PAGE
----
They look even better at dusk, as does the whole building. The interior becomes a warm yellow when the lights go on inside. Viewed against the darkening sky and through the glass, which keeps its greenish tinge, this cold, angular building becomes welcoming. It's definitely the best part of the walk home.

A Collage of Information of Varying Levels of Usefulness

You should know that as I write this, I am enjoying a baguette with butter and with gouda. Yes, today is the day that I finally broke down and bought the Trader Joe's double cream gouda, even though it feels all too squishy every time I longingly pick it up as I peruse the cheese section, and think of the delicious mittelalt Gouda—middle-aged, I guess, although I don't generally like to think of my cheeses as having life trajectories or anything—that I ate in Germany. Anyway, my suspicions were valid. This cheese is just so squishy and pretty much spreadable and I've got to go somewhere more expensive to get me some perfect gouda. It does taste like gouda though, which is good, and it has the pretty goldy wax instead of boring red. And the bread and butter I'm eating is perfect. The kitten can sense this: he keeps springing up onto the coffee table and whining.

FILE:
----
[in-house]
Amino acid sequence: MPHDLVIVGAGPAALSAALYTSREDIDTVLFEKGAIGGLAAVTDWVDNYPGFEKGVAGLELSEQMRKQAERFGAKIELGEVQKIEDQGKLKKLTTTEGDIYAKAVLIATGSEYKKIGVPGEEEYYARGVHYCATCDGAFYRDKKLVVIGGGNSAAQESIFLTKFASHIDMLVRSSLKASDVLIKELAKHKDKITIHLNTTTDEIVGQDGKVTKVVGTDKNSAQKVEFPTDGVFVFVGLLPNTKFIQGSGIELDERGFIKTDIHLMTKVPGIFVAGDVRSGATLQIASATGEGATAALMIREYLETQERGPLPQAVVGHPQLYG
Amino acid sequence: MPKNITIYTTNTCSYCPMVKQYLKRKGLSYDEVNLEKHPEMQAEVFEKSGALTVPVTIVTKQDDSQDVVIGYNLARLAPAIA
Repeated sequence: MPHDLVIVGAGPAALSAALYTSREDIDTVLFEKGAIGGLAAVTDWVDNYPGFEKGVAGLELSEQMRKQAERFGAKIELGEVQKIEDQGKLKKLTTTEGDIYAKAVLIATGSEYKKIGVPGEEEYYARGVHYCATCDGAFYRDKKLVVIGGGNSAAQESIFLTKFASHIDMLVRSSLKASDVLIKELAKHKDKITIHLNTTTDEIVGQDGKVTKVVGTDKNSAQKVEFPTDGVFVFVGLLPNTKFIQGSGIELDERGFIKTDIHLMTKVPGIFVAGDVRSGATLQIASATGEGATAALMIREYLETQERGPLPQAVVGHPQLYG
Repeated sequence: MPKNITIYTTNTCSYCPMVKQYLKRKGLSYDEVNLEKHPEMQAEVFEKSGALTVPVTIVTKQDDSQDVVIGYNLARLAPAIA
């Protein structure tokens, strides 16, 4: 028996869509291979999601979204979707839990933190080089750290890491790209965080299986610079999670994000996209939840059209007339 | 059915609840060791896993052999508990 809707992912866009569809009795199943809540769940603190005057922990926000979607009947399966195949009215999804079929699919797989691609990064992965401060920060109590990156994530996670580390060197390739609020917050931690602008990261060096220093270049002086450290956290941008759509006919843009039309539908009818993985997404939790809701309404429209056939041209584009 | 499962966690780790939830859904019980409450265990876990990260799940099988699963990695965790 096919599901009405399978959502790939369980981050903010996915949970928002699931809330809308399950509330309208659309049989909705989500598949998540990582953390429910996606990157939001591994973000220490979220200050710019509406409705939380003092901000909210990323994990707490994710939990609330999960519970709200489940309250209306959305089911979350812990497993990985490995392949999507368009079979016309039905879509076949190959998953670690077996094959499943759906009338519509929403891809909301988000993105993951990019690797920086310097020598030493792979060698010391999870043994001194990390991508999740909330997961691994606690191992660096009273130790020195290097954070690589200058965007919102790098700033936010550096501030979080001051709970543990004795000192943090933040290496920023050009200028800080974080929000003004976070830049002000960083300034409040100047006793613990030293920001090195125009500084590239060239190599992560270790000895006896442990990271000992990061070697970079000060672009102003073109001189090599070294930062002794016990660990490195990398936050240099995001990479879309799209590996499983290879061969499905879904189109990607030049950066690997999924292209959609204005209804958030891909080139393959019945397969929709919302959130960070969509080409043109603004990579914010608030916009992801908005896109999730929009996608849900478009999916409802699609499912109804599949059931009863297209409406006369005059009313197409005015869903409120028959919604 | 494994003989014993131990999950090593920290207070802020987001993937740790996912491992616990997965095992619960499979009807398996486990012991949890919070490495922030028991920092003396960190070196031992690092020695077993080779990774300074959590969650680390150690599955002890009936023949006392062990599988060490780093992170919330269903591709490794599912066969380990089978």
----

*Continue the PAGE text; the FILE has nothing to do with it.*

Last week, Alex quoted me passing judgment on the claims of both "science" and "the internet" on his Tumblr*, Hunting for Ghosts. It's insightful, I promise. I guess I'm one step closer to internet fame? Unlikely. He also provides evidence that Germany equals China. (He studied in Qingdao in Shangdong, which was a German colony, he told me. Also, it has the largest brewery in Asia, of course.)

*I guess I have to stop saying I don't get Tumblr, because I do, that really just a noun you can use, like blog? And Twitter? I hate Twitter. Do we have to keep capitalizing them? How do you have a Tumblr (without "account" or something attached)? Confusing.